"We met with them as a group," Amelu says. "We all presented our business plans. It was a critical time for most of us."
Amelu wanted to keep his busuness in the neighborhood. He has lived in this part of North Portland for 10 years and feels at home here. "This is one of the best neighborhoods with the best people," he says.
But when he moved into his current location at 3508 N. Williams, his new premises had no window shades and no air conditioning. Amelu's candy was melting in the summer heat. But MESO stepped in with help to buy window blinds – and later a walk-in cooler.
"That's a loan I couldn't have got on my own," Amelu said.  He also appreciated the technical assistance he got from MESO. "You learn from other businesses and get encouragement," he said.

Amelu always wanted to run his own business. Back in Ethiopia his family had owned restaurants, so he already knew that having your own business means working hard and putting in long hours. He didn't have any capital, so he worked at Plaid Pantry and Seven-11, hoping to someday open his own convenience store. Thirteen years later, with a little help from his family, friends and MESO, Tamarat Amelu's dream is a reality.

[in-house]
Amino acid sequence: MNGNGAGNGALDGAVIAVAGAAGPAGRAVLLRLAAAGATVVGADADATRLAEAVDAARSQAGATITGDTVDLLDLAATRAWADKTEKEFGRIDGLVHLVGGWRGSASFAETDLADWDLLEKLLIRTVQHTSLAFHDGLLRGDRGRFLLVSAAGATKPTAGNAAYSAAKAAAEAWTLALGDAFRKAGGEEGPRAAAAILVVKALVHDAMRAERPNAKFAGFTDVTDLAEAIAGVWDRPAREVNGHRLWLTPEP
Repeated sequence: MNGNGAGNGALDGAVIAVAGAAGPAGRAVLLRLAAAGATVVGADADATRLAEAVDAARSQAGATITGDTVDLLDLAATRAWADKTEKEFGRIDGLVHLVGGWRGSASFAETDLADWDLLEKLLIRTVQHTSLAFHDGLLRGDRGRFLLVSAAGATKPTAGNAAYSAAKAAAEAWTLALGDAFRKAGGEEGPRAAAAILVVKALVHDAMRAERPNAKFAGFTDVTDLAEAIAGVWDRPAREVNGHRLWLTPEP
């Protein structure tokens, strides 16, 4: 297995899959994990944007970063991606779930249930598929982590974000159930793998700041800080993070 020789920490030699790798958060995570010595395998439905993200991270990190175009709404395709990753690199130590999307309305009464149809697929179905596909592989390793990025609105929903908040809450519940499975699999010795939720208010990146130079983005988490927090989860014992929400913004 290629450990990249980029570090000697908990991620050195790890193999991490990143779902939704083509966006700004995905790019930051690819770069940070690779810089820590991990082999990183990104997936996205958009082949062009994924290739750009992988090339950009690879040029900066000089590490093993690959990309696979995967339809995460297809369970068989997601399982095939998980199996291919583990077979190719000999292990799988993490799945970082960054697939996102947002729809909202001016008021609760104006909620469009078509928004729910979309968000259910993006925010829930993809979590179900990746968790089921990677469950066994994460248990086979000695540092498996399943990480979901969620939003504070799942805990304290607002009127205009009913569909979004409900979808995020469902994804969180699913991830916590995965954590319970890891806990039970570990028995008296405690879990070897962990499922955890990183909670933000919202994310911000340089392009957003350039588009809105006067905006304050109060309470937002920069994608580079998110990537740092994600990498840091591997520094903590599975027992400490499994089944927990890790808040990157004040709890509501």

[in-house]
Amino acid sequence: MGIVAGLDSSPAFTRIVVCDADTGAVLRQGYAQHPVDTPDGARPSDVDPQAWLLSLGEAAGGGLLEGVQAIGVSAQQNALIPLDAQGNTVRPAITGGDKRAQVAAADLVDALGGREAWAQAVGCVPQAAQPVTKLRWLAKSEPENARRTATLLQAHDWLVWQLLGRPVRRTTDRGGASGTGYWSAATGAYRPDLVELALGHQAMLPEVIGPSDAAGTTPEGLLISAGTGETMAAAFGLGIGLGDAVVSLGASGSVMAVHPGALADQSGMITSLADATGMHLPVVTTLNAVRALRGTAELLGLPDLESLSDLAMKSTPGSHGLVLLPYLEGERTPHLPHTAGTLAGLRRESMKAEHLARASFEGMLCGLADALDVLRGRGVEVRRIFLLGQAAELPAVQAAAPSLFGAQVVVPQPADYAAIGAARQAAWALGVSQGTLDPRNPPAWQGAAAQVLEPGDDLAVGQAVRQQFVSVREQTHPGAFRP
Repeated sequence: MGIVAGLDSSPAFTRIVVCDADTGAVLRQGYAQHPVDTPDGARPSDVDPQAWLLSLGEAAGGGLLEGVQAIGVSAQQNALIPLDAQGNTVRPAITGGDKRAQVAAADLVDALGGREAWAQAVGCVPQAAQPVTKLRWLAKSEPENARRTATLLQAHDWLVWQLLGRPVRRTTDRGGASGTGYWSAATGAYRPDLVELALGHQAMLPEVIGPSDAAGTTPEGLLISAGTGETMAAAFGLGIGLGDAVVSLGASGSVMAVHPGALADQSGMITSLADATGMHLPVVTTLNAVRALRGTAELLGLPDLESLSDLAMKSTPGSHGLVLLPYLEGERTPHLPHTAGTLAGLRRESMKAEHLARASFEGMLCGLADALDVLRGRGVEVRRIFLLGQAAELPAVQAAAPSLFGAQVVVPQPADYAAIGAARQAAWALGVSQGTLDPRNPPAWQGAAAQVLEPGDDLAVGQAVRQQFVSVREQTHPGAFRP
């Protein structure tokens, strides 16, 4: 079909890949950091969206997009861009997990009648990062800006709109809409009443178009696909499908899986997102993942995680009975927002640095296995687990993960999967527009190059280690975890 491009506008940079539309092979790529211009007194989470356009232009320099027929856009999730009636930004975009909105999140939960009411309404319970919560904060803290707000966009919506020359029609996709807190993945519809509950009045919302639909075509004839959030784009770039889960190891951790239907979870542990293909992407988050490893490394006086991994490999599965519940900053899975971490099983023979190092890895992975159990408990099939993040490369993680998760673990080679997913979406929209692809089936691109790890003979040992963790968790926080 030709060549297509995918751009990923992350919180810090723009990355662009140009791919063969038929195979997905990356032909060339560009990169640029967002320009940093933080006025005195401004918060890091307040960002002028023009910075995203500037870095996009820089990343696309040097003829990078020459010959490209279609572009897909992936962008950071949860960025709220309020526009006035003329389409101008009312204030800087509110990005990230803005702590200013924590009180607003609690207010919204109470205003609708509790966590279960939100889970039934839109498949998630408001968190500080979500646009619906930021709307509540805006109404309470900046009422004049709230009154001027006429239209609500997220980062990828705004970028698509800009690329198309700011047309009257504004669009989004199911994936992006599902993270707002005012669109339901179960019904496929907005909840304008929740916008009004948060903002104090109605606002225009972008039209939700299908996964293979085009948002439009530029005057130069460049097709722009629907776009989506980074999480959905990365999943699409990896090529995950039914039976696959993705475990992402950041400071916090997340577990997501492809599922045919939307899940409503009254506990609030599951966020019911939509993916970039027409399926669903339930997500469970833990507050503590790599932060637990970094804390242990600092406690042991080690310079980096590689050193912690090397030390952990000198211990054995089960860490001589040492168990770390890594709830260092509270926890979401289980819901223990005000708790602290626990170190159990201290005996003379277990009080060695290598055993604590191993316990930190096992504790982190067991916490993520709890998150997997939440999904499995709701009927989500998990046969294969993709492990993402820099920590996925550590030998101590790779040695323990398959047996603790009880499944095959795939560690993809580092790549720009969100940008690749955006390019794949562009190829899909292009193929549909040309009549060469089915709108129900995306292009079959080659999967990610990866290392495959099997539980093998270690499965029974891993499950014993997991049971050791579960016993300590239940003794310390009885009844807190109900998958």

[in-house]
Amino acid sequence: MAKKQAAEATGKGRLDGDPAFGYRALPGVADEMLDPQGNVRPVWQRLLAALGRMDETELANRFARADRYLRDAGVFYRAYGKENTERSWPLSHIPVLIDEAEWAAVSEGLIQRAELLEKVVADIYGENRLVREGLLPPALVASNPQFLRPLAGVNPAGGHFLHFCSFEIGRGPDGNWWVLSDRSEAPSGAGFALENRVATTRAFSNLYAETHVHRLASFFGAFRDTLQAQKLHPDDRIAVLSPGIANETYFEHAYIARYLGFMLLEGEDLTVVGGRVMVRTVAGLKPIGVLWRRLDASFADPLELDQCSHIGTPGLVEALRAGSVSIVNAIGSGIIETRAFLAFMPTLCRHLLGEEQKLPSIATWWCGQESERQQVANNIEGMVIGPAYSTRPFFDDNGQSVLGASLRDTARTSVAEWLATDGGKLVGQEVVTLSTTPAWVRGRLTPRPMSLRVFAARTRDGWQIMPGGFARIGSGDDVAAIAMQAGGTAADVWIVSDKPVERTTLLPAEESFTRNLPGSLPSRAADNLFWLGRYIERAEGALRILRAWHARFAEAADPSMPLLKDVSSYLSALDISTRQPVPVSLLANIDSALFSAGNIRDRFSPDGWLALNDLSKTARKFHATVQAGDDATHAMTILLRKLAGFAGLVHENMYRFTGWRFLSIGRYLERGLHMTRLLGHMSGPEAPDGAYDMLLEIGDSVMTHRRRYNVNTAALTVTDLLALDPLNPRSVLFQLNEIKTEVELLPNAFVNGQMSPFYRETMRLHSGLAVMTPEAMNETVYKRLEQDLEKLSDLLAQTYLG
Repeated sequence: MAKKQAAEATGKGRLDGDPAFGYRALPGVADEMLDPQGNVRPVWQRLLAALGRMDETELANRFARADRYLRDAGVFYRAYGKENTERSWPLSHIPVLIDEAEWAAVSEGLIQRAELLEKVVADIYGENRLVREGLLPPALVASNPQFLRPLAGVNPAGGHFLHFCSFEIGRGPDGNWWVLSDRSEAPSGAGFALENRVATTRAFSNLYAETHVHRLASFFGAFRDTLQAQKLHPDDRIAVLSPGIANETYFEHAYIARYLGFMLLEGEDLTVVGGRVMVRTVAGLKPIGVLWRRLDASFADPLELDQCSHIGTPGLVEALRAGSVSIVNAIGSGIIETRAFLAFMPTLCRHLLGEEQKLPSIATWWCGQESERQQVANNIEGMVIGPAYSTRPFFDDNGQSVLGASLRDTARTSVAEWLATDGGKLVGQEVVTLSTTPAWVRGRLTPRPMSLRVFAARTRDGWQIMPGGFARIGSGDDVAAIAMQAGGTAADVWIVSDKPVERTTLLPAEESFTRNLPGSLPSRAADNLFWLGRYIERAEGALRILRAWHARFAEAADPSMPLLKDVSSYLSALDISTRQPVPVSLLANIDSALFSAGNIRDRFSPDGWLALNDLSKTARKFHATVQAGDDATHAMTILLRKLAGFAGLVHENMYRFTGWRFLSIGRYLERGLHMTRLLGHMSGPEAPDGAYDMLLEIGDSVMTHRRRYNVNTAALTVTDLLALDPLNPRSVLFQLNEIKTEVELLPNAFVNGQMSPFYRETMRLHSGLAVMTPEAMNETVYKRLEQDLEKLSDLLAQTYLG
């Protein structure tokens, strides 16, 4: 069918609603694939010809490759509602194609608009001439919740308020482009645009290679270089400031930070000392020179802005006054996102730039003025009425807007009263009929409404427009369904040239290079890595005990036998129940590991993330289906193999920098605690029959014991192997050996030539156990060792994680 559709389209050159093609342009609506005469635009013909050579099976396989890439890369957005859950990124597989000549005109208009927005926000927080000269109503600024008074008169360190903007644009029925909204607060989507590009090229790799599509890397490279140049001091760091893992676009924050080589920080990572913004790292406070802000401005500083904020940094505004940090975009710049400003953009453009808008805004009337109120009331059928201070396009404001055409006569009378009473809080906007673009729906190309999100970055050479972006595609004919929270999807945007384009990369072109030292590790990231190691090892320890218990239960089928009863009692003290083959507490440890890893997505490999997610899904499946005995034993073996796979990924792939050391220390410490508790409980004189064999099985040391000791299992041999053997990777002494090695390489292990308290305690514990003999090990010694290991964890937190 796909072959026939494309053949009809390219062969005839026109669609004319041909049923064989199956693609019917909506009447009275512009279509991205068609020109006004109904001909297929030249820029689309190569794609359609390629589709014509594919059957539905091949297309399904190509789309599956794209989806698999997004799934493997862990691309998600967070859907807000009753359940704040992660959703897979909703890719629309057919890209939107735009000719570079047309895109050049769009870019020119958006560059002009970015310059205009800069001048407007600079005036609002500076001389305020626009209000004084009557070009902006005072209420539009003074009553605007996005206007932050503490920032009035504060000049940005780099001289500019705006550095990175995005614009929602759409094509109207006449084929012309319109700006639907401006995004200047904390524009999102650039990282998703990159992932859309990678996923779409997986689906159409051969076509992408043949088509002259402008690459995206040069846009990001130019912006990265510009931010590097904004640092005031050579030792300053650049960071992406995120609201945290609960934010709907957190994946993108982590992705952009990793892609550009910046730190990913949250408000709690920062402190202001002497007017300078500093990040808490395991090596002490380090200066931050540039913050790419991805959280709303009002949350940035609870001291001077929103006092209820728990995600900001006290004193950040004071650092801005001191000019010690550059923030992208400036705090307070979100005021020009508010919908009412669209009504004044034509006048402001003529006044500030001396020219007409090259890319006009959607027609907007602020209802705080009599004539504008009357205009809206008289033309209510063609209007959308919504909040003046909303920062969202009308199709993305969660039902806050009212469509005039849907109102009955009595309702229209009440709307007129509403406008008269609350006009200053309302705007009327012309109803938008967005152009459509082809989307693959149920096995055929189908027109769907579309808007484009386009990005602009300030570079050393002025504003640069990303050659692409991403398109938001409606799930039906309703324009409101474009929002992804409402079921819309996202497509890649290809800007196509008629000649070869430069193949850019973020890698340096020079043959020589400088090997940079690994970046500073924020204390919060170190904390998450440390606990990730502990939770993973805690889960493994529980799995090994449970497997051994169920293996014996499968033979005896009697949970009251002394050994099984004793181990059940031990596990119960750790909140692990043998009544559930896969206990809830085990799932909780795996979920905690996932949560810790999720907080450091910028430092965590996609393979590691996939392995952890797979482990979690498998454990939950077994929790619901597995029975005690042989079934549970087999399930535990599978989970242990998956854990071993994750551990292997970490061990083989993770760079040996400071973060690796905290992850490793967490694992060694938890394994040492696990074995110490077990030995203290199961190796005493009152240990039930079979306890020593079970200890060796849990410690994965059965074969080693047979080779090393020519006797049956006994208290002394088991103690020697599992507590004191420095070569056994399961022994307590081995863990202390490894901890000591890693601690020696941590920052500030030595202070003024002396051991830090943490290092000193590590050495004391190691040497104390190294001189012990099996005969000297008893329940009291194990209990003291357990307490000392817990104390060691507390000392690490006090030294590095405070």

"I'd like to bring in more of the things the neighborhood needs, and also specialize in ethnic, cultural and local items," he says.
Already, word has spread about Amelu's coffee. From Yirgacheffee, the beans belong to the high-quality Arabica family. The taste is clean and sweet with no trace of bitterness.  Ethiopian coffee is known to be some of the world's best. It's the country's largest export.